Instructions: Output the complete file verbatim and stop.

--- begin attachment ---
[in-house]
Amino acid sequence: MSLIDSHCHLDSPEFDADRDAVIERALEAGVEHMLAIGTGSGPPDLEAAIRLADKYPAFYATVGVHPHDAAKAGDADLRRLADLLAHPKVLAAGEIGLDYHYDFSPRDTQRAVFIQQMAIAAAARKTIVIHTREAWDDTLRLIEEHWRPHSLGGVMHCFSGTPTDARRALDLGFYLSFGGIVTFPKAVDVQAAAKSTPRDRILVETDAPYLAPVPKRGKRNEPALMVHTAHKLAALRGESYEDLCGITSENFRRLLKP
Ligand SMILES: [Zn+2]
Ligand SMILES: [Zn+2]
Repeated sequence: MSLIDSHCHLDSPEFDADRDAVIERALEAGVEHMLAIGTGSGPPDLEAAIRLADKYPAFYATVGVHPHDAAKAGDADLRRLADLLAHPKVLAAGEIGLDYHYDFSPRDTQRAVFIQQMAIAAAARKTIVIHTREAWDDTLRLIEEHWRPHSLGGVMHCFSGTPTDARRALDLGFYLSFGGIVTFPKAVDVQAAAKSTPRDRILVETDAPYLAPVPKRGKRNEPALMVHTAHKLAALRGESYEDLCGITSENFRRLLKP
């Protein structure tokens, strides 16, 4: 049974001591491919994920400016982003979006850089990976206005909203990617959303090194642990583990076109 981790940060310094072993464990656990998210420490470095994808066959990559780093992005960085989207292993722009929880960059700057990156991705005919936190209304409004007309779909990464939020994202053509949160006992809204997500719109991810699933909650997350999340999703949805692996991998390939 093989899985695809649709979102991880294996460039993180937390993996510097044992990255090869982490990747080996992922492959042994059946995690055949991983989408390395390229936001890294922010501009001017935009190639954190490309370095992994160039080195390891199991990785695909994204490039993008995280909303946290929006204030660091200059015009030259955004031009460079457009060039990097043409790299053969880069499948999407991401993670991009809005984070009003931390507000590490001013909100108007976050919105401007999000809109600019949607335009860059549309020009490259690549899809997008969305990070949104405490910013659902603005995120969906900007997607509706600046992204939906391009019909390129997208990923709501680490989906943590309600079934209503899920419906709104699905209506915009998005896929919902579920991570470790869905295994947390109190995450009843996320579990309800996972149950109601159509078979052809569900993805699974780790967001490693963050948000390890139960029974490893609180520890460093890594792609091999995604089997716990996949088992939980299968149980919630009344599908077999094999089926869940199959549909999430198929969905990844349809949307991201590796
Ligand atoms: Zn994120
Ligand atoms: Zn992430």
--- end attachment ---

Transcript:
[in-house]
Amino acid sequence: MSLIDSHCHLDSPEFDADRDAVIERALEAGVEHMLAIGTGSGPPDLEAAIRLADKYPAFYATVGVHPHDAAKAGDADLRRLADLLAHPKVLAAGEIGLDYHYDFSPRDTQRAVFIQQMAIAAAARKTIVIHTREAWDDTLRLIEEHWRPHSLGGVMHCFSGTPTDARRALDLGFYLSFGGIVTFPKAVDVQAAAKSTPRDRILVETDAPYLAPVPKRGKRNEPALMVHTAHKLAALRGESYEDLCGITSENFRRLLKP
Ligand SMILES: [Zn+2]
Ligand SMILES: [Zn+2]
Repeated sequence: MSLIDSHCHLDSPEFDADRDAVIERALEAGVEHMLAIGTGSGPPDLEAAIRLADKYPAFYATVGVHPHDAAKAGDADLRRLADLLAHPKVLAAGEIGLDYHYDFSPRDTQRAVFIQQMAIAAAARKTIVIHTREAWDDTLRLIEEHWRPHSLGGVMHCFSGTPTDARRALDLGFYLSFGGIVTFPKAVDVQAAAKSTPRDRILVETDAPYLAPVPKRGKRNEPALMVHTAHKLAALRGESYEDLCGITSENFRRLLKP
């Protein structure tokens, strides 16, 4: 049974001591491919994920400016982003979006850089990976206005909203990617959303090194642990583990076109 981790940060310094072993464990656990998210420490470095994808066959990559780093992005960085989207292993722009929880960059700057990156991705005919936190209304409004007309779909990464939020994202053509949160006992809204997500719109991810699933909650997350999340999703949805692996991998390939 093989899985695809649709979102991880294996460039993180937390993996510097044992990255090869982490990747080996992922492959042994059946995690055949991983989408390395390229936001890294922010501009001017935009190639954190490309370095992994160039080195390891199991990785695909994204490039993008995280909303946290929006204030660091200059015009030259955004031009460079457009060039990097043409790299053969880069499948999407991401993670991009809005984070009003931390507000590490001013909100108007976050919105401007999000809109600019949607335009860059549309020009490259690549899809997008969305990070949104405490910013659902603005995120969906900007997607509706600046992204939906391009019909390129997208990923709501680490989906943590309600079934209503899920419906709104699905209506915009998005896929919902579920991570470790869905295994947390109190995450009843996320579990309800996972149950109601159509078979052809569900993805699974780790967001490693963050948000390890139960029974490893609180520890460093890594792609091999995604089997716990996949088992939980299968149980919630009344599908077999094999089926869940199959549909999430198929969905990844349809949307991201590796
Ligand atoms: Zn994120
Ligand atoms: Zn992430």